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U.S. oil export exceeds import, first time in decades

U.S. oil pipeline
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The United States became a net exporter of crude oil and refined fuels last week for the first time in decades with a net export at 211,000 barrels per day.


For the week through Nov. 30, the United States imported about 8.8 million barrels of crude oil and refined fuels per day, and exported about 9 million barrels per day, according to data from the U.S. Energy Information Administration (EIA).

Analysts say the shift could be temporary, considering the volatility in weekly figures.

The EIA data showed that the United States has been a net oil importer since 1973 while Bloomberg cited oil historians as saying that it could go back even further to 1949 based on statistics from the American Petroleum Institute.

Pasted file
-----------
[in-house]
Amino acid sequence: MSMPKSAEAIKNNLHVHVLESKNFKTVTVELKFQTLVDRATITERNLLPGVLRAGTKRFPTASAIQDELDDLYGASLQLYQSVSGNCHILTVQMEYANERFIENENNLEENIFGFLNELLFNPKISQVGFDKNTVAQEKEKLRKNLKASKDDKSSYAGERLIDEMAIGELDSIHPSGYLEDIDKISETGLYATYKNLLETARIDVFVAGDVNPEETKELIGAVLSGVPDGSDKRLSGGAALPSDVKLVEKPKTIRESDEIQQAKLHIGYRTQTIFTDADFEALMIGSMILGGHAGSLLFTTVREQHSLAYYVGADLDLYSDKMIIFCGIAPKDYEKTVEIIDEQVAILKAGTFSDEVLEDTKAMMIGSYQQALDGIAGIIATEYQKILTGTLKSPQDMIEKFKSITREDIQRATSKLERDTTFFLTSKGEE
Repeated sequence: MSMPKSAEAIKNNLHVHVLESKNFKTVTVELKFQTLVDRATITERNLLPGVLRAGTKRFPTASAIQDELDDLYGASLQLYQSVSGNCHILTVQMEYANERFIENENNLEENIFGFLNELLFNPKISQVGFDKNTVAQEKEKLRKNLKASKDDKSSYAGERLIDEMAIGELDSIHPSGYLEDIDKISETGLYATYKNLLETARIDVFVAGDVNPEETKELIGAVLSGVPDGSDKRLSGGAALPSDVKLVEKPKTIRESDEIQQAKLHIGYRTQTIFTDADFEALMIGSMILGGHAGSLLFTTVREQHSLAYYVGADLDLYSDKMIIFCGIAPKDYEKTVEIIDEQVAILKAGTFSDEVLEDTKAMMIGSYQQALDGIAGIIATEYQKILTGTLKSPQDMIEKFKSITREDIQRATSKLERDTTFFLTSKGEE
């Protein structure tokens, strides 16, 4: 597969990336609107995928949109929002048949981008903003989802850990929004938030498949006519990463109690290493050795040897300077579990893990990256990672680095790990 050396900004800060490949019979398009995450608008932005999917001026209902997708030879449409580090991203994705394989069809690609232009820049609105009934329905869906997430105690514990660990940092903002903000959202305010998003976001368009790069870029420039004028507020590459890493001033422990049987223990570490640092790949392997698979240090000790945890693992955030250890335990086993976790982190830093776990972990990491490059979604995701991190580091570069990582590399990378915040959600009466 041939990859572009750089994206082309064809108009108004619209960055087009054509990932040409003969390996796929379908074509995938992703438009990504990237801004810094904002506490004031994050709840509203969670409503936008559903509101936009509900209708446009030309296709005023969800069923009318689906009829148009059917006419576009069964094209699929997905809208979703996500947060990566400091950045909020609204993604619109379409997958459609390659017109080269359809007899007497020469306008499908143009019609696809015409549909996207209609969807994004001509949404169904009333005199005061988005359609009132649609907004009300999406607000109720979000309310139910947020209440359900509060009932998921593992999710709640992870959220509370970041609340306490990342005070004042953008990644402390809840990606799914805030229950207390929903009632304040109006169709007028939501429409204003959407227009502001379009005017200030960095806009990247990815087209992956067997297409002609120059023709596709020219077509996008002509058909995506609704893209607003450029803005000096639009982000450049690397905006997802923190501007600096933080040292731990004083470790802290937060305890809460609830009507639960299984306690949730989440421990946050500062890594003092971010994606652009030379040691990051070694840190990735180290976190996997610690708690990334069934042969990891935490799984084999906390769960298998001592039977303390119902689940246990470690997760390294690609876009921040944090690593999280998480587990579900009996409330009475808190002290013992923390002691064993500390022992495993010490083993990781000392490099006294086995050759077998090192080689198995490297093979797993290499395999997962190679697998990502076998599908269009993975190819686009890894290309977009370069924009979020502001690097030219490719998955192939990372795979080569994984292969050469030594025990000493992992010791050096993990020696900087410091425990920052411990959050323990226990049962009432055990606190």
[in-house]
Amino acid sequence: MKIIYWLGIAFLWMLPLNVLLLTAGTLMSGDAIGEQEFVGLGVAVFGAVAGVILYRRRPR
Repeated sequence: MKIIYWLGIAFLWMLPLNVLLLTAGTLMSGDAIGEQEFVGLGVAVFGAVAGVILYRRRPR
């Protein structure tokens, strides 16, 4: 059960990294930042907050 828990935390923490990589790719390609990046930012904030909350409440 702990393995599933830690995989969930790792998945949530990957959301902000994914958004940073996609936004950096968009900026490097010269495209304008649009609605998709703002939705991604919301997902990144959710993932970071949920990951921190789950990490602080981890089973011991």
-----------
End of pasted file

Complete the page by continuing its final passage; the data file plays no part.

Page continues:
So far in 2018, the country has recorded an average daily net imports of about 3 million barrels of crude and refined products. The figure had peaked in the first week of November 2005, when average daily net imports reached more than 14 million barrels.

The gap between U.S. oil imports and exports has been on a downward trajectory in recent years, resulting from a boom in shale production, as companies use fracking to extract oil in Texas, North Dakota and other states. The surging shale production has made the United States the world's largest petroleum producer, exceeding Russia and Saudi Arabia.

Oil prices extended their losses on Thursday, as the Organization of the Petroleum Exporting Countries (OPEC) wrapped up a much-anticipated meeting with no decision on a potential output cut.

 

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